MALVEAUX: Well, the administration certainly hopes so. And the -- President Bush is going to give Megawati a call in the next couple of days. But what is interesting is that they have not talked since this terrorist attack.

Clearly, this delay somewhat an expression of the frustration the administration has felt over the last several months, looking and seeing that, Yes, they have had evidence they believe that al Qaeda has been operating and other extremist groups inside of that country. This is really the first time that Indonesian officials have even admitted that this was a problem.

This administration hoping that this will be a step towards resolving this, taking a second look at the organizations that are operating out of that country.

DOBBS: Suzanne, thank you.

Suzanne Malveaux, reporting from Waterford, Michigan, traveling with the president.

A letter attributed to Osama bin Laden praises the terrorist attacks on U.S. Marines and the French oil tanker. The letter was posted on an Internet site that has been linked with the al Qaeda in the past. This note also expresses solidarity with radical Islamists and other nations, including Indonesia.

National security correspondent David Ensor has the report -- David.

DAVID ENSOR, CNN NATIONAL SECURITY CORRESPONDENT: Well, Lou, with three recent terrorist attacks now suspected to be connected to al Qaeda, within the past week or so, there is a heightened level of concern among intelligence officials that another, more major attack could be in the offering, though officials stress they have no credible information about any specific plot.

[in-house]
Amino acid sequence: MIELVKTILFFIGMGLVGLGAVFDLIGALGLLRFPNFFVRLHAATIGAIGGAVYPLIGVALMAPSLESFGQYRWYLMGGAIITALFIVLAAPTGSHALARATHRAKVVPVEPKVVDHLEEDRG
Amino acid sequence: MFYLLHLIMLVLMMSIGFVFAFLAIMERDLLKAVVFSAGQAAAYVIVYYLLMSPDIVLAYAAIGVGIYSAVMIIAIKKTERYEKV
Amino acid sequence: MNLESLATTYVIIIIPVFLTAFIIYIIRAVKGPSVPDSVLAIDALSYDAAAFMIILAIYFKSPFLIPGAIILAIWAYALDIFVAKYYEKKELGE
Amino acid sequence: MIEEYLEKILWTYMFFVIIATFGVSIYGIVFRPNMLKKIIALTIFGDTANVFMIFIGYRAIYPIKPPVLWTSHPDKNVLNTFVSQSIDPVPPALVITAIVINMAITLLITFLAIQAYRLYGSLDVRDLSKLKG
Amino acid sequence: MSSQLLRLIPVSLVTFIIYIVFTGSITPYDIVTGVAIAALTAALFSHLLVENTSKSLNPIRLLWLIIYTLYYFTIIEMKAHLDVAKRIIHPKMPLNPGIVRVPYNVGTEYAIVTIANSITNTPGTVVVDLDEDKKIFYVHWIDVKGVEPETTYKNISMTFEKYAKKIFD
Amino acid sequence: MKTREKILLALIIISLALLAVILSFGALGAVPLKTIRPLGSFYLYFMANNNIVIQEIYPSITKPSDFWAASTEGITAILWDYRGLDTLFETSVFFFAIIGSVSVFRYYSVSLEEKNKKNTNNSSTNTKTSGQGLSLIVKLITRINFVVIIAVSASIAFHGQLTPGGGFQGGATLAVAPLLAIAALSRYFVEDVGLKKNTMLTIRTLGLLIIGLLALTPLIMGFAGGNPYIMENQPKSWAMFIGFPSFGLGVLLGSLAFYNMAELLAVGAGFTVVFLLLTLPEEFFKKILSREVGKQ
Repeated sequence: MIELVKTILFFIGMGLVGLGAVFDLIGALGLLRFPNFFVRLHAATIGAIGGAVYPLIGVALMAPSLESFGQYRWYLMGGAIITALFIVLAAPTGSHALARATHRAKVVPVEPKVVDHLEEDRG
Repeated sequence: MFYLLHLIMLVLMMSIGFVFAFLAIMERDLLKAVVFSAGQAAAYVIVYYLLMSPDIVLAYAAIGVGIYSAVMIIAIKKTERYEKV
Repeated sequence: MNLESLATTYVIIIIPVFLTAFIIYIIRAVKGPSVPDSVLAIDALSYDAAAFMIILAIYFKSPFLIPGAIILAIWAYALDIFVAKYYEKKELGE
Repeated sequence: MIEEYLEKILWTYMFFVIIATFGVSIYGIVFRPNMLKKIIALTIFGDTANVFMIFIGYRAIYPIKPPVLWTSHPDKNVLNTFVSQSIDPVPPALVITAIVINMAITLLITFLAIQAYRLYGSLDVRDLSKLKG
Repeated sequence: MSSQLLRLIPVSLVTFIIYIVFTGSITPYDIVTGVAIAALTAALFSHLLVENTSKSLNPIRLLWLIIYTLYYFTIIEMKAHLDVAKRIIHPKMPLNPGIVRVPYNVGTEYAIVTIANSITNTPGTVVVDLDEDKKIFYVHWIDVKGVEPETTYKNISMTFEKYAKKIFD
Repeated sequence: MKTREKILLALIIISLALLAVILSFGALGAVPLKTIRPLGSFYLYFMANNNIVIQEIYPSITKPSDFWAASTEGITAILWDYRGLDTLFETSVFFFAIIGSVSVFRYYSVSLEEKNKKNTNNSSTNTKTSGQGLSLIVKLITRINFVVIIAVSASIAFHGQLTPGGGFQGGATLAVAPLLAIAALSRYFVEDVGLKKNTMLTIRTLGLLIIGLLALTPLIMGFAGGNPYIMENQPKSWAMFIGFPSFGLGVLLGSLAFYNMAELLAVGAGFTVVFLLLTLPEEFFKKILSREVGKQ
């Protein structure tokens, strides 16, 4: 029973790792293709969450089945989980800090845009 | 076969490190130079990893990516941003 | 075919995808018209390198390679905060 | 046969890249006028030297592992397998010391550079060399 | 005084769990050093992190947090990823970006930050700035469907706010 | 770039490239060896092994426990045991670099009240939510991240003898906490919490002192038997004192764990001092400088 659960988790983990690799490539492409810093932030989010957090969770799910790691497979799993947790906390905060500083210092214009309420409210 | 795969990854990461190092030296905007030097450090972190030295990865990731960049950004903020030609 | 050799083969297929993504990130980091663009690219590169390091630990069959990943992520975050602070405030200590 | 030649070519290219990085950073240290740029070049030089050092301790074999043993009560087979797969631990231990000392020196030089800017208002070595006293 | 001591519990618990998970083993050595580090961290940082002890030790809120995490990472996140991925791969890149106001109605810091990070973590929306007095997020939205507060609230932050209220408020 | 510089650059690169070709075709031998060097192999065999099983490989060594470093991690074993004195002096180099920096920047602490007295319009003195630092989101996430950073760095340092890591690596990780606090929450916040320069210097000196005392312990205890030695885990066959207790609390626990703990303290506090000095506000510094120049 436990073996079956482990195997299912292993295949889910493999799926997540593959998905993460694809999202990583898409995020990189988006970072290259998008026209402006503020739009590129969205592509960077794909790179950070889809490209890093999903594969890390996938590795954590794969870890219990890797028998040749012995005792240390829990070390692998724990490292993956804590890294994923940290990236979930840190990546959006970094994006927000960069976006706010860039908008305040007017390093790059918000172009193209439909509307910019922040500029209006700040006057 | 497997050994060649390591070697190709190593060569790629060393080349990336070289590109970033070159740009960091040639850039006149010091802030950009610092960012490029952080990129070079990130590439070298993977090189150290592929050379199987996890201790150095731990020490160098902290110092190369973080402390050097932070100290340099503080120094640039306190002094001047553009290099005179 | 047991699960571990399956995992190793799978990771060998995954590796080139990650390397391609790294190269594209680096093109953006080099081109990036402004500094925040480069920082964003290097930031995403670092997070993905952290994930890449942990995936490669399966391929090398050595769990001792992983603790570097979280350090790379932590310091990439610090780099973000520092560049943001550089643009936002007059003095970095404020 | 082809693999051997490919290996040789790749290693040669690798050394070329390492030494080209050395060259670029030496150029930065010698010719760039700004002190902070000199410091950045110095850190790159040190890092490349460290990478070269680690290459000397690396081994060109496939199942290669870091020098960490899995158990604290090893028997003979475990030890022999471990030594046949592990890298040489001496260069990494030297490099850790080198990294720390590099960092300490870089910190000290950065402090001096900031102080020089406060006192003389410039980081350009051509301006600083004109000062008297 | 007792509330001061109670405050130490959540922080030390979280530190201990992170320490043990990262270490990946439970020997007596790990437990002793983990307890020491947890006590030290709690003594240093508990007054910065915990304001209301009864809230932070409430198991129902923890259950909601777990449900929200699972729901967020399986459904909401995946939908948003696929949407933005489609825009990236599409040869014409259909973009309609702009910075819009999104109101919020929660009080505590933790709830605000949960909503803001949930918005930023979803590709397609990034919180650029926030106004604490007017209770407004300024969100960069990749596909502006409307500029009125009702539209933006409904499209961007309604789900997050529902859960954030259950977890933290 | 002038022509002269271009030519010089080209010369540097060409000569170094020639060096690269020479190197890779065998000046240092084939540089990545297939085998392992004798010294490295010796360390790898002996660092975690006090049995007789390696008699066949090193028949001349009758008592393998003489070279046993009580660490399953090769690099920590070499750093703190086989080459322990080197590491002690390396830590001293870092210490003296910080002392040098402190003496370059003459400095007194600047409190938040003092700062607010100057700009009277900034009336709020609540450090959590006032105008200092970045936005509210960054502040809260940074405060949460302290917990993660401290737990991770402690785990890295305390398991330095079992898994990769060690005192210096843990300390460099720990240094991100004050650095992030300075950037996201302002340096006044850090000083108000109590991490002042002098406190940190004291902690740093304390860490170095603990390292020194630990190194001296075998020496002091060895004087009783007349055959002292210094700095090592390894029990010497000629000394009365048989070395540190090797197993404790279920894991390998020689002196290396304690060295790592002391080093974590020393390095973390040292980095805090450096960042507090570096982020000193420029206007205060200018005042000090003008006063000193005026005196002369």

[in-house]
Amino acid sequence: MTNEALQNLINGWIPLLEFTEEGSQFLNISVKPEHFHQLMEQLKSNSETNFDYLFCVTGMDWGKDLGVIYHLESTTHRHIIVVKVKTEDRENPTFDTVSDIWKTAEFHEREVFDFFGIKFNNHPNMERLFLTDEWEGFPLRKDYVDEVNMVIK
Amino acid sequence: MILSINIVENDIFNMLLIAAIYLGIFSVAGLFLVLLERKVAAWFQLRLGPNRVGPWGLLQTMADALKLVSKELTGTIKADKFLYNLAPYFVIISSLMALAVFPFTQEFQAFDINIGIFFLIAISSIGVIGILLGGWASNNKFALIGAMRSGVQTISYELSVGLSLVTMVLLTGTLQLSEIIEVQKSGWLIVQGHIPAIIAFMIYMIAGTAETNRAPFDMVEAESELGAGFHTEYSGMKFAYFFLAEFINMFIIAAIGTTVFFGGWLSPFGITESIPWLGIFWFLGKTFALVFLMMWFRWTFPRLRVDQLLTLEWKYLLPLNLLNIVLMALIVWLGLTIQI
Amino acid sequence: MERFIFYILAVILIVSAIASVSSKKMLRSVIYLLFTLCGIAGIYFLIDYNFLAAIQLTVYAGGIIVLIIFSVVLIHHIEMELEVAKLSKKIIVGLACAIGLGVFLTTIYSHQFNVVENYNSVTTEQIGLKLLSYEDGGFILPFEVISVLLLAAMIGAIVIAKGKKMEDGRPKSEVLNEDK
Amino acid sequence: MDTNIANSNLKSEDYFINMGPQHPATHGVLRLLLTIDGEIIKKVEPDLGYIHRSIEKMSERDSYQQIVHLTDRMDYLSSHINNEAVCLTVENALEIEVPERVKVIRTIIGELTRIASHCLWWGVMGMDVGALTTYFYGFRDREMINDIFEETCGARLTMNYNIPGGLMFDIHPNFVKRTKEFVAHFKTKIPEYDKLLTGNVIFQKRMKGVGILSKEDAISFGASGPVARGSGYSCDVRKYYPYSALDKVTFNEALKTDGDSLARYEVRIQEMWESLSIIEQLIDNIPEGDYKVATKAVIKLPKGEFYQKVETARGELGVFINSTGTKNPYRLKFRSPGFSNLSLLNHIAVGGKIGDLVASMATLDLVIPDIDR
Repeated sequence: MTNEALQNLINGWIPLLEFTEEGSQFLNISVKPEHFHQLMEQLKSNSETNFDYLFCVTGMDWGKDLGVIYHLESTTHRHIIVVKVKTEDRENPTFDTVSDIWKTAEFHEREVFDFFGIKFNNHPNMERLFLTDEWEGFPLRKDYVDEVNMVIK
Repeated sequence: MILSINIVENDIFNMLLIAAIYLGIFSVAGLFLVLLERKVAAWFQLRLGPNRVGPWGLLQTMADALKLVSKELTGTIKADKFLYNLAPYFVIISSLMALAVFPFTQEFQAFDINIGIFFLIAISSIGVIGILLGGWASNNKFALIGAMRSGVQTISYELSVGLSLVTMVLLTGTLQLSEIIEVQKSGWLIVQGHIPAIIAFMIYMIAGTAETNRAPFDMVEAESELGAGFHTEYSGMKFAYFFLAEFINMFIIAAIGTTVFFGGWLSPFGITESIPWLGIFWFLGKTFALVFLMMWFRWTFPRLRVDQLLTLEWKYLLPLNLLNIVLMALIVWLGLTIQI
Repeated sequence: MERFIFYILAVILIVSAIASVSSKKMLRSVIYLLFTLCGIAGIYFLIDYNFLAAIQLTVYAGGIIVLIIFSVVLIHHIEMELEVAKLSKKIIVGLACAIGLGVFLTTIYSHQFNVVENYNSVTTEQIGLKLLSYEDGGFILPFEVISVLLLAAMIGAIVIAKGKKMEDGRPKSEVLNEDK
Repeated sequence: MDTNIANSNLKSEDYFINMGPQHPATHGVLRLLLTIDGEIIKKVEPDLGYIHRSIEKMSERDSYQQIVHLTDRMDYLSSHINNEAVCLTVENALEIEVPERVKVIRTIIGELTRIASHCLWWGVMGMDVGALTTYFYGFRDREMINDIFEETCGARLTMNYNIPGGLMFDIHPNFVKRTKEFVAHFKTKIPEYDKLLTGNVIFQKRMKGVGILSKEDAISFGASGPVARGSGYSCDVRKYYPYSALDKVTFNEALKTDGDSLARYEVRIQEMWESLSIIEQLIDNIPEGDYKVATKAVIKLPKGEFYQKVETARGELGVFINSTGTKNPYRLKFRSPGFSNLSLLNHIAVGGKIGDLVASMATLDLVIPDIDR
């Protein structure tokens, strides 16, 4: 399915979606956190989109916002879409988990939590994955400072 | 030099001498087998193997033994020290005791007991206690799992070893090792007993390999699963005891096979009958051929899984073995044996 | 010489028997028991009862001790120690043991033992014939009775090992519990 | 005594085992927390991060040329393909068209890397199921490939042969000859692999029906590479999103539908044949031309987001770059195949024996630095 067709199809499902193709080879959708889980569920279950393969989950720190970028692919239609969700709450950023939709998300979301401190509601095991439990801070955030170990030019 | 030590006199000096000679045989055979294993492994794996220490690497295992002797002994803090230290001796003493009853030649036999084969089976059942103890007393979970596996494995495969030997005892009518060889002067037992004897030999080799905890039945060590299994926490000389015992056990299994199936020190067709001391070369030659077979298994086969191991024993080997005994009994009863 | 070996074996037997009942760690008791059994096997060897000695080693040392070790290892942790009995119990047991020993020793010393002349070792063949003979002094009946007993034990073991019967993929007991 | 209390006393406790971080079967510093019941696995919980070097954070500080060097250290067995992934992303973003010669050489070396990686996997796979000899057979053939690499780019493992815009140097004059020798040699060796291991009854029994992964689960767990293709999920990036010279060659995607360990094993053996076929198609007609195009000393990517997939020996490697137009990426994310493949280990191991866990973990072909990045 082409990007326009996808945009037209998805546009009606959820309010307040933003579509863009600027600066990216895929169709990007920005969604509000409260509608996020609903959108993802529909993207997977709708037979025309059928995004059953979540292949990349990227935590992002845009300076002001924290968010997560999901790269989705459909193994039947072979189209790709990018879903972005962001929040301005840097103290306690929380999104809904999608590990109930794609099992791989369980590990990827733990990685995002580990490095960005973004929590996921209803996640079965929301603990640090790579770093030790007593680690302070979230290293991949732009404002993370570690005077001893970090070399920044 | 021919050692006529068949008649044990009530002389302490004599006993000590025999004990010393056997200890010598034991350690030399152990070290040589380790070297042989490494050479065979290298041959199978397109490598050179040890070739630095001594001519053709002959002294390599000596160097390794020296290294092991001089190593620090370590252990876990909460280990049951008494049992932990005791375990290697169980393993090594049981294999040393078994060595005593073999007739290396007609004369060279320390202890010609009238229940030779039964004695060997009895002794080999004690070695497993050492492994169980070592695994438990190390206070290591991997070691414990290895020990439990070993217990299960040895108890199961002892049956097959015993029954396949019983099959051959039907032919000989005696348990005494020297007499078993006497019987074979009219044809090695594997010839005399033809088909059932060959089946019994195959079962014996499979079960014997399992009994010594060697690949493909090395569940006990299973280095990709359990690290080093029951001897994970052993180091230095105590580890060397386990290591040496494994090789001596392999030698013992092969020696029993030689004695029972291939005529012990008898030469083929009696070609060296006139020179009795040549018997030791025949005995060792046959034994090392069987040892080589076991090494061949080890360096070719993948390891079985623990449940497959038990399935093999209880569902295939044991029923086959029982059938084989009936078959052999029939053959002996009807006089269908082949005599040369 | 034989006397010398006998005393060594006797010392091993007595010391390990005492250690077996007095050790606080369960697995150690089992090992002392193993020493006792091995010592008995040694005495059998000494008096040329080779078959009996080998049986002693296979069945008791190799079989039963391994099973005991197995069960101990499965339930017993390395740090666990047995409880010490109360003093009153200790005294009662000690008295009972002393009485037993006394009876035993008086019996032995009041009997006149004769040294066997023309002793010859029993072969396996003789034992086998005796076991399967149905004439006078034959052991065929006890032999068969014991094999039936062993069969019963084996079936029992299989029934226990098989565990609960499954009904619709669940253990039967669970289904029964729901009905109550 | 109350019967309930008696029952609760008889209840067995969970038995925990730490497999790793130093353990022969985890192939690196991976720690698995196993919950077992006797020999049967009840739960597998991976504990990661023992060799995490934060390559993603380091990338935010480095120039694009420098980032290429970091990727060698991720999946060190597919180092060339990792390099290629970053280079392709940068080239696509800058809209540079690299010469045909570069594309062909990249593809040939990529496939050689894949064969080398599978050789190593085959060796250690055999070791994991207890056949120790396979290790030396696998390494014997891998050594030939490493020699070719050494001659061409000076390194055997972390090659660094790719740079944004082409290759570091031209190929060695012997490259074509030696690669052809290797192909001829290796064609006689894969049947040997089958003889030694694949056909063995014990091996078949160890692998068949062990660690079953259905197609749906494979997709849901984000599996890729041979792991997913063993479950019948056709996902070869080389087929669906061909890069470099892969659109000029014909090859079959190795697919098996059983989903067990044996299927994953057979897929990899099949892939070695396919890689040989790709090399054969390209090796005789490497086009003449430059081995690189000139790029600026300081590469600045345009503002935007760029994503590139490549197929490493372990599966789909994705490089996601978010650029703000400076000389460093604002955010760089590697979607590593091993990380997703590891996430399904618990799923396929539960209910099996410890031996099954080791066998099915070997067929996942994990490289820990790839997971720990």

One reason for the concern: two of tapes recently released, one of Osama bin Laden voice, and another of his deputy, Ayman al-Zawahri, threatening further attacks.

Officials say the amount of chatter among al Qaeda's suspects is also making them edgy, though they say the threat level is not thought to be as high as it was, for example, in the summer before the 9/11 attacks.

It is also the string of recent attacks that have officials uneasy, the attack against the U.S. Marines in Kuwait. Then, against a French oil tanker off of the coast of Yemen. And now, of course, accost -- against a popular tourist spot in Bali, Indonesia.

In the letter you mentioned, on the Internet, allegedly from Osama bin Laden, he is quoted praising the attacks in Yemen and Kuwait.